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What is the Black Market?

Updated on January 16, 2010

The Black Market is the illegal and clandestine business transactions conducted in violation of government restrictions on buying and selling. The restrictions may consist of rationing, price control, or a total ban on sales of a specific commodity. The buyer's objective is to obtain goods that he cannot get in legal markets or at legally established prices. The seller's incentive for black market operations is higher profits.

Black markets are most prevalent during a war and immediately afterward. At such times, because of shortages in essential goods for civilian consumption, virtually all governments regulate prices and sometimes the quantities of goods available for purchase. Illicit markets flourish most in areas devastated by war, where prices may rise fantastically. But a black market may spring up even in peacetime whenever a government places controls on buying and selhng. For instance, a bkck market may arise in meat, butter, or other commodities if their sale is limited in a planned economy. In many nations, exclusive government control of purchase and sale of foreign exchange and currencies induces illegal transactions despite drastic penalties.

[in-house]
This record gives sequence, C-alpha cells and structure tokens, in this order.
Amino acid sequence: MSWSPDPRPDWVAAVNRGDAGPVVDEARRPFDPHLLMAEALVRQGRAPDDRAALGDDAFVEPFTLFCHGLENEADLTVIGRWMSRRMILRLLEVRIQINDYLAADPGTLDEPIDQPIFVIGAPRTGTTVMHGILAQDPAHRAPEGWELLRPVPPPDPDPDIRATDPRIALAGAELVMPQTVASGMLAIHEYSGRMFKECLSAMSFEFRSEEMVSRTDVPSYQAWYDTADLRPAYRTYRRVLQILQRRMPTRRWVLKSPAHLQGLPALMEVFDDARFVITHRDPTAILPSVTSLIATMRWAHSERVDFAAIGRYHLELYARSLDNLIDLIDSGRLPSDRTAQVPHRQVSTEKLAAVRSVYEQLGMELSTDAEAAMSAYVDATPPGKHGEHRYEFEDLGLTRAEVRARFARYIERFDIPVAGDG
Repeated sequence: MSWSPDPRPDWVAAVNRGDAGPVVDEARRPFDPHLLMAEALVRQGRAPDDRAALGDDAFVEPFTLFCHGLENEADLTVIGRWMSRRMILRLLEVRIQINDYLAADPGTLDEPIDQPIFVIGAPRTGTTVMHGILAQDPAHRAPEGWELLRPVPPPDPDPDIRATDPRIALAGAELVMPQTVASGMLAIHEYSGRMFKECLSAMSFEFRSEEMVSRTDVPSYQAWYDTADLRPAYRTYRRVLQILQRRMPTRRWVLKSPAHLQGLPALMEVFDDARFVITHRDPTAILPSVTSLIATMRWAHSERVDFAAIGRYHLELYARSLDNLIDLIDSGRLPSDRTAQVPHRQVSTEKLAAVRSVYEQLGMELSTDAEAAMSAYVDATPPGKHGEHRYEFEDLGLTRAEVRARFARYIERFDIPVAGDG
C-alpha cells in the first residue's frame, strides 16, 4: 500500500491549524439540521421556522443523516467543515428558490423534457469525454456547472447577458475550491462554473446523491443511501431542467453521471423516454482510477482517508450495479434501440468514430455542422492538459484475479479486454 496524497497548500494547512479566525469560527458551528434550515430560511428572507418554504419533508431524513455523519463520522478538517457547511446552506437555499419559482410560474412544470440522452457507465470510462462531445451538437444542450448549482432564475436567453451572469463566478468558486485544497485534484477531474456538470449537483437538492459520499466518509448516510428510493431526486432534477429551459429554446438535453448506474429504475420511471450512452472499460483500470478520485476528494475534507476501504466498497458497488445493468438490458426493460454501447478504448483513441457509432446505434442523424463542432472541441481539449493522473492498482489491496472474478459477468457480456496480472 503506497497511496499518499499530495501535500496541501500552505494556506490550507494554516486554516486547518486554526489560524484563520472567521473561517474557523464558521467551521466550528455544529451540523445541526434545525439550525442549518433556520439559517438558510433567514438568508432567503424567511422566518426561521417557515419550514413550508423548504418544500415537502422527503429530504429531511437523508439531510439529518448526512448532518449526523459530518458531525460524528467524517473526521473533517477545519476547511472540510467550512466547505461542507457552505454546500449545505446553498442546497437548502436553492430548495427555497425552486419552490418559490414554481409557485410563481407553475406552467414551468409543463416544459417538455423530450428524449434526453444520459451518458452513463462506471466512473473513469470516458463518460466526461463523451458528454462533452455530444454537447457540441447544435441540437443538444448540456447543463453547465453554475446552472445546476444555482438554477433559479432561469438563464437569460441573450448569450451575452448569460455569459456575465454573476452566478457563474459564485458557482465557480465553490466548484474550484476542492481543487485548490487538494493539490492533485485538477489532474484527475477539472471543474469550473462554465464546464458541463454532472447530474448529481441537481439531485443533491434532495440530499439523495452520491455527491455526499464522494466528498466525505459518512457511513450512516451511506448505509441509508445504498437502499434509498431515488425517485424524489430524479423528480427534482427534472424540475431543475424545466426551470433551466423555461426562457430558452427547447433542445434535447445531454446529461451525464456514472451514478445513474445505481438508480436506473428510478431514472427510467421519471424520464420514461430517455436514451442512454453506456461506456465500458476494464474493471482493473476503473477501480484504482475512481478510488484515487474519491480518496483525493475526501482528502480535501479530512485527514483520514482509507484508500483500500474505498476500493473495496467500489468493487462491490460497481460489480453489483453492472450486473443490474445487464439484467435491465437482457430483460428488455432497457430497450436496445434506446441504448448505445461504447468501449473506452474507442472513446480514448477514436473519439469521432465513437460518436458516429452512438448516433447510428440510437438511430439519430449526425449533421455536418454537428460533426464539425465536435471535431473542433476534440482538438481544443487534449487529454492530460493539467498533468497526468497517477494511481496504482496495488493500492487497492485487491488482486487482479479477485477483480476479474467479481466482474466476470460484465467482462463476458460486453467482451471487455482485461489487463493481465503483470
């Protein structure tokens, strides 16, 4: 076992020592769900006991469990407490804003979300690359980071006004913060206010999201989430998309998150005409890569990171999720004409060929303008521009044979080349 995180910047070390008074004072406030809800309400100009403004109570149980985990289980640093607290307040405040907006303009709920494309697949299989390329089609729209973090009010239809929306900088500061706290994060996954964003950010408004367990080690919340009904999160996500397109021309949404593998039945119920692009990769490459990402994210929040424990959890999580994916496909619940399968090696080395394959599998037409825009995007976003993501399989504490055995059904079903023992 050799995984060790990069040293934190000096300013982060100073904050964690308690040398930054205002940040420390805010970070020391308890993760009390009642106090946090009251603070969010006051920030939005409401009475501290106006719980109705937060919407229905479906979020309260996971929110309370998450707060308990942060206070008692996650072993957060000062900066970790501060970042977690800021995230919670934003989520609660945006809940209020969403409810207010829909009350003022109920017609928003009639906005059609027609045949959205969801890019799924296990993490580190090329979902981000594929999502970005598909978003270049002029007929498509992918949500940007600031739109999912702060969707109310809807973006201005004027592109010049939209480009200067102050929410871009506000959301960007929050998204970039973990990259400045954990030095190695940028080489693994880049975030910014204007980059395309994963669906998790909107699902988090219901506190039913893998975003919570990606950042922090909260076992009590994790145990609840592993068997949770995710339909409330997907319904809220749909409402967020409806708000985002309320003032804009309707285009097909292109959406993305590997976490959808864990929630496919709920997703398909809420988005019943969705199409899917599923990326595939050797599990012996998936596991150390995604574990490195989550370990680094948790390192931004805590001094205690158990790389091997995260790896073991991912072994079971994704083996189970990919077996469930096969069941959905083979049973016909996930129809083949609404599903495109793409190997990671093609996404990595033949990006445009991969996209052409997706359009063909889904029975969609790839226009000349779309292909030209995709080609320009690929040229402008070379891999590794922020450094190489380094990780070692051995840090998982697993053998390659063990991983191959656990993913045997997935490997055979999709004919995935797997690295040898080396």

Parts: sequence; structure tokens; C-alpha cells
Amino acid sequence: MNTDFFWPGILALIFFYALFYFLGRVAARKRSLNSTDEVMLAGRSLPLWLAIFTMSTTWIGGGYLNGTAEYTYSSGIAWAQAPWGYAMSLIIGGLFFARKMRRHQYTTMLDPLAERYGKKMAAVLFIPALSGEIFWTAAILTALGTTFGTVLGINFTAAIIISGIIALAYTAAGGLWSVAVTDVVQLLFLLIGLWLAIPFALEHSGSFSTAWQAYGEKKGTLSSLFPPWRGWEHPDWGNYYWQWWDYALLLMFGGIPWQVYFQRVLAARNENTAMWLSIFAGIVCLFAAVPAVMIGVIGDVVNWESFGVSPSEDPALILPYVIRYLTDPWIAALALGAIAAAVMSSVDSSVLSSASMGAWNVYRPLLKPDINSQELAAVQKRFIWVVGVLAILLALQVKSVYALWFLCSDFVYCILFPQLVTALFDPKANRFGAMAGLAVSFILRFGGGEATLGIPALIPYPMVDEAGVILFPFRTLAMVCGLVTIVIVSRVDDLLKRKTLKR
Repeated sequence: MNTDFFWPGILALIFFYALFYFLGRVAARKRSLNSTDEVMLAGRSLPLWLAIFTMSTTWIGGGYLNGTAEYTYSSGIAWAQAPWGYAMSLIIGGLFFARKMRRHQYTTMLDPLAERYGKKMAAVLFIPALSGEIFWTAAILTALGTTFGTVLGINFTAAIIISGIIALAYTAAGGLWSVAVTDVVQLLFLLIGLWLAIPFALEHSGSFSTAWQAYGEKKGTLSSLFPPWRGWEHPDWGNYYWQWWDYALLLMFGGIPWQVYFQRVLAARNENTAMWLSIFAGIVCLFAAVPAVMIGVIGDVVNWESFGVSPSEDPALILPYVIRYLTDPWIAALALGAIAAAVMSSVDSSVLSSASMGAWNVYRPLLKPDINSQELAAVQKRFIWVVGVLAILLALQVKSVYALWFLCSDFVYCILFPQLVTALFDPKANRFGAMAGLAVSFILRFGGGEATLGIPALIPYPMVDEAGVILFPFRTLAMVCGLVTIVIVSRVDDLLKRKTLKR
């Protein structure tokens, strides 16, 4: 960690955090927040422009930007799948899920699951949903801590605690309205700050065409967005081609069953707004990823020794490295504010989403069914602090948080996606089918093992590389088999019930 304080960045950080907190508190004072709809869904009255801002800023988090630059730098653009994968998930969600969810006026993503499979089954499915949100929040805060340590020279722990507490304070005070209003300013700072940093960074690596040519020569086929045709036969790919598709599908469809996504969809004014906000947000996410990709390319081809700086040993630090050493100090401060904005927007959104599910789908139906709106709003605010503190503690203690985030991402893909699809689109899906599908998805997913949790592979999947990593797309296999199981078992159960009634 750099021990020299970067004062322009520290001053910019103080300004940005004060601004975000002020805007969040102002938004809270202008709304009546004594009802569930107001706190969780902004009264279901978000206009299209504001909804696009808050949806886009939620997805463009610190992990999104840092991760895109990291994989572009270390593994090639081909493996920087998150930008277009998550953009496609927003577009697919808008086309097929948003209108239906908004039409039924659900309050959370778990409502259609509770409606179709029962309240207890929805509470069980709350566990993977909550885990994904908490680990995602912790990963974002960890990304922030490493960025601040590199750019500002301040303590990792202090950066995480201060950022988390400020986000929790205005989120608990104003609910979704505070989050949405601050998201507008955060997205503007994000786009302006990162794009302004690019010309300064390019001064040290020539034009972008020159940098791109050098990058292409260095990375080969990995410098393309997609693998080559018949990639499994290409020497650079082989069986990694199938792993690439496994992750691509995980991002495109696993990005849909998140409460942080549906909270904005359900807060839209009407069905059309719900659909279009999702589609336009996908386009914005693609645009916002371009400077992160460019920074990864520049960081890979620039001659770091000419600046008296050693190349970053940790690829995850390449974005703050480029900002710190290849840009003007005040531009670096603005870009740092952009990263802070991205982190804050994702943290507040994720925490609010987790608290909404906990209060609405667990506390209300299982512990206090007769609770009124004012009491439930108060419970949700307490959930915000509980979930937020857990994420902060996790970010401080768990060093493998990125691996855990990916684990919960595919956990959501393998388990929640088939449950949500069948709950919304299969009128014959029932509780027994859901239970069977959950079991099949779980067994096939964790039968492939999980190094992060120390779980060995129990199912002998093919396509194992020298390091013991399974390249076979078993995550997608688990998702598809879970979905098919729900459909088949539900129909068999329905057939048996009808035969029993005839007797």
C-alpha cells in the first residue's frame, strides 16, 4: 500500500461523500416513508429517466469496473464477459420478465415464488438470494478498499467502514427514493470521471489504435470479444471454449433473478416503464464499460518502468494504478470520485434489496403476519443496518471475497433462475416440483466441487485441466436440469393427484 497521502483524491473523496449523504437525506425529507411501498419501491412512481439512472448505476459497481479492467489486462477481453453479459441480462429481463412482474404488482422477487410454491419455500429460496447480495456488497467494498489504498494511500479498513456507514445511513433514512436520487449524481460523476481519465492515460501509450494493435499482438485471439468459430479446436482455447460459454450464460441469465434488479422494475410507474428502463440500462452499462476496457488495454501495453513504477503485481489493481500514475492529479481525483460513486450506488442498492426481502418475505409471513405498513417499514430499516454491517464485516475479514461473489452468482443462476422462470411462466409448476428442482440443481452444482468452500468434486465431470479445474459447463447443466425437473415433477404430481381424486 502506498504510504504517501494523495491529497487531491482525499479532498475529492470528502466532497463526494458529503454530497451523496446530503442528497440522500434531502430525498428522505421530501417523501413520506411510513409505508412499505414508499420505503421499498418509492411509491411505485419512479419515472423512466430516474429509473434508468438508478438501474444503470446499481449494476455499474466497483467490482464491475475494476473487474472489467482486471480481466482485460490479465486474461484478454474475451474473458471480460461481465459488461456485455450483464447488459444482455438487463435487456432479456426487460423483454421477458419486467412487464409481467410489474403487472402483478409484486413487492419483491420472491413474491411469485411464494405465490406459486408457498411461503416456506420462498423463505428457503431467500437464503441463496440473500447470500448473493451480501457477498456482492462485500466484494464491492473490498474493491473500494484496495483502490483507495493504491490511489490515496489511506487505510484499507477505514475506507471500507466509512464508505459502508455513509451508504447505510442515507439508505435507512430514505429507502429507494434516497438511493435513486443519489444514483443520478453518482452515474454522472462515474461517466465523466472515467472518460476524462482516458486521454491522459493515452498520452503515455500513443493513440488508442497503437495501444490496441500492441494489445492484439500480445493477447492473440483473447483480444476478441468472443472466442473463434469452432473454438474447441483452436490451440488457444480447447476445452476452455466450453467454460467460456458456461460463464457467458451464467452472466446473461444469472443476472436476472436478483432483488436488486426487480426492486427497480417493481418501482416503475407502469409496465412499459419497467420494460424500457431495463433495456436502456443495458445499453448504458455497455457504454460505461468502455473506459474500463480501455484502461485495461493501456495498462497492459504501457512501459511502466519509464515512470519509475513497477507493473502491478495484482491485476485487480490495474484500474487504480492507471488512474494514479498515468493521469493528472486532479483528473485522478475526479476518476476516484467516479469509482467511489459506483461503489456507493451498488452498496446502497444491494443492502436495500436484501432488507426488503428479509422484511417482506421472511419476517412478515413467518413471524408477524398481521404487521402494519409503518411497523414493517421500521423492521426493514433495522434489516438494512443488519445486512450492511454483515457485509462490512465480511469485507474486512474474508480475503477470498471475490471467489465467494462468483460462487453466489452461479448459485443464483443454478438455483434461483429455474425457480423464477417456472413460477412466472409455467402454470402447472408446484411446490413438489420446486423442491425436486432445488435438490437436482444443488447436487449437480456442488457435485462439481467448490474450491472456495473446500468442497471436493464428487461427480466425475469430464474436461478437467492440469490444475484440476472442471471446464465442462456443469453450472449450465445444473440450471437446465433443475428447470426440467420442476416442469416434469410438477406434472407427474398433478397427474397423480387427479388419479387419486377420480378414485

A black market is not a place but a set of illicit practices. Typically, it exists alongside a legal market, and there are two sets of prices for the same general classes of commodities. Usually traders know the prices in both markets. A given buyer or seller - for example, a housewife or a butcher - may operate exclusively in a black market: the black market may be the only market for some commodities in some areas. Or he may operate only partially in a black market: a housewife may purchase a legal quantity of meat at a legal price and an additional quantity at an illegal price.

Usually the term "black market" is confined to illegal sales that are substantial and continuous, rather than sporadic.

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